Specs and battery
All three phones come with a Snapdragon 865 chipset in the US, which is the highest end Snapdragon chip available, and isn’t yet found in any other phones. The UK chipset meanwhile is the Exynos 990, which is Samsung’s in-house rival to the 865, so it’s also very powerful.
The three phones also all have at least 12GB of RAM, but a version of the Samsung Galaxy S20 Ultra is additionally available with 16GB, which coupled with the Snapdragon 865 should see it comfortably race ahead of other Android handsets.
Storage in all three models comes in at 128GB, but the Galaxy S20 Ultra and S20 Plus also have a 512GB variety, and all three phones additionally have a microSD card slot. They all run Android 10, and all support 5G, though the Samsung Galaxy S20 Ultra supports the widest range of 5G bands.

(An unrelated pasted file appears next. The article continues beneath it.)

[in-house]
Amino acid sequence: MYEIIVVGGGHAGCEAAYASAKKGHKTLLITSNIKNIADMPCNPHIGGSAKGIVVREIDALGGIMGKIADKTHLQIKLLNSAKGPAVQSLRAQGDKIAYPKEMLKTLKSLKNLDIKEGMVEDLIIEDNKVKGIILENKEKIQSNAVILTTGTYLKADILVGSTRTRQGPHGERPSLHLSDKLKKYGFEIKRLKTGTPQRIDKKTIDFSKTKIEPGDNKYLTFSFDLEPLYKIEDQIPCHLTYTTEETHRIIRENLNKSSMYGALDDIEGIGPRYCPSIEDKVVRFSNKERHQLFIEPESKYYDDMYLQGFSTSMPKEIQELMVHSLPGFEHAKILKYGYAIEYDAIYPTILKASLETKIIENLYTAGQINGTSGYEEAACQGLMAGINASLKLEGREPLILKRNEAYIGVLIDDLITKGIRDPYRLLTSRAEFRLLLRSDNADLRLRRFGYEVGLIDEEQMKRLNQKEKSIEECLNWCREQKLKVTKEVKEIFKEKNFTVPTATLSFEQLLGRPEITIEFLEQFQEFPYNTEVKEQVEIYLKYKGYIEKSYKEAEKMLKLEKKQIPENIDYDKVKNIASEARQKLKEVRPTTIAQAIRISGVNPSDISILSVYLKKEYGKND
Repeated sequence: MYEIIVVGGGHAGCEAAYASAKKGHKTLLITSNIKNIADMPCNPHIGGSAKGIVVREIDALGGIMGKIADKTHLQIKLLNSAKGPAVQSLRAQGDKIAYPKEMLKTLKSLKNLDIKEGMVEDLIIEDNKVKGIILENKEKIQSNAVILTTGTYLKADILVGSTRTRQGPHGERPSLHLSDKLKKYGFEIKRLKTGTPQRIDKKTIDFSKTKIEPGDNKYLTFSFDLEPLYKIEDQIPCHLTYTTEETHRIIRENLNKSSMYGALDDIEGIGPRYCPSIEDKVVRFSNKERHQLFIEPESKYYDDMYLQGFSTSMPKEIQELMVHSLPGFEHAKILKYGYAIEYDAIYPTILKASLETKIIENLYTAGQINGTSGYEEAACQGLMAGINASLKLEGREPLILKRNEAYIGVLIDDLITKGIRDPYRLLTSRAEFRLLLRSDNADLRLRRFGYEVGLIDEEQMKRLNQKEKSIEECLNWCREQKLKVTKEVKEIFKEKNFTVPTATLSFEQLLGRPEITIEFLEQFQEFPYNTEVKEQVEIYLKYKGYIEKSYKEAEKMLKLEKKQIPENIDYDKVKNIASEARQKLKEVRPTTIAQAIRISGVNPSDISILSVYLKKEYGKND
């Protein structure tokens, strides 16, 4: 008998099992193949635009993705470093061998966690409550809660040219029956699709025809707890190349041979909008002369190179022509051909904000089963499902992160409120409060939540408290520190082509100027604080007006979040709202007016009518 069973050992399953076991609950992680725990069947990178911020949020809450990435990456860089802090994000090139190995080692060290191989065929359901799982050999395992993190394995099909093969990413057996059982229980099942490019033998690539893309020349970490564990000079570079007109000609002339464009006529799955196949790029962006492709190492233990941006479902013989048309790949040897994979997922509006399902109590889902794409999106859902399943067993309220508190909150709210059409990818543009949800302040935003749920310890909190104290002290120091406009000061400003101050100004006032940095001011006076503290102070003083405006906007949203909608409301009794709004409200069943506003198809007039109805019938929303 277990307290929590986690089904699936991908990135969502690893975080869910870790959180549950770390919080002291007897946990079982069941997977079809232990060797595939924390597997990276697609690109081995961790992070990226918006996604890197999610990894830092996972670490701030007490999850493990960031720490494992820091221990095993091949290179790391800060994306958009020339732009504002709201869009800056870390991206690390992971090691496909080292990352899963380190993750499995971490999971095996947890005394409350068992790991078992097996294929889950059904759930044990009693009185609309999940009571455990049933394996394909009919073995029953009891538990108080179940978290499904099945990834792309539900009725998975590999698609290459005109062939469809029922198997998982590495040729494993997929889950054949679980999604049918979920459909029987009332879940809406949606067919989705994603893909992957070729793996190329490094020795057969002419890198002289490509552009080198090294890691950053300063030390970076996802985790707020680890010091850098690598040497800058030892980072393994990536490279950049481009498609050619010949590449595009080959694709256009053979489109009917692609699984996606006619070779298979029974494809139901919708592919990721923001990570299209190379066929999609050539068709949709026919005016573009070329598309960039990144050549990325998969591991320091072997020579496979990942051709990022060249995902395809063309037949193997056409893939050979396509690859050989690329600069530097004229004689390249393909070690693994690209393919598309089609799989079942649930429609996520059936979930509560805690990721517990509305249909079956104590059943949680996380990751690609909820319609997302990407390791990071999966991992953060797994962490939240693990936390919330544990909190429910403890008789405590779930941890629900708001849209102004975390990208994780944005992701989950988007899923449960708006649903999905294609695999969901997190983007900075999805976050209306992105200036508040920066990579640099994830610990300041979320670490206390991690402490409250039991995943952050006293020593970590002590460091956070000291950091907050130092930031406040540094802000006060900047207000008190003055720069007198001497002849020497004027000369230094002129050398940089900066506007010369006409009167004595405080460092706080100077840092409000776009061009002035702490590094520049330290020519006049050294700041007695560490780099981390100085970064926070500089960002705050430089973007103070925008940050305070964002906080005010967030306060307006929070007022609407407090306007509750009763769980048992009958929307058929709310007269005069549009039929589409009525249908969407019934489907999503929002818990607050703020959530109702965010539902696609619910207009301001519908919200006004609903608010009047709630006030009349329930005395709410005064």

So overall there’s not a huge difference in the core specs, but the top-end version of the S20 Ultra gets a boost with its extra RAM and storage – though that’s likely to be overkill for most people.
There’s more difference when it comes to the battery, with the Samsung Galaxy S20 packing a 4,000mAh one, the Galaxy S20 Plus a 4,500mAh one, and the Galaxy S20 Ultra a 5,000mAh one. All three phones support 25W fast charging and come with the requisite charger, but the Ultra can get up to 45W if you purchase a powerful enough charger for it.
The Samsung Galaxy S20 and Galaxy S20 Plus have similar camera configurations, with the S20 Ultra being the odd one out.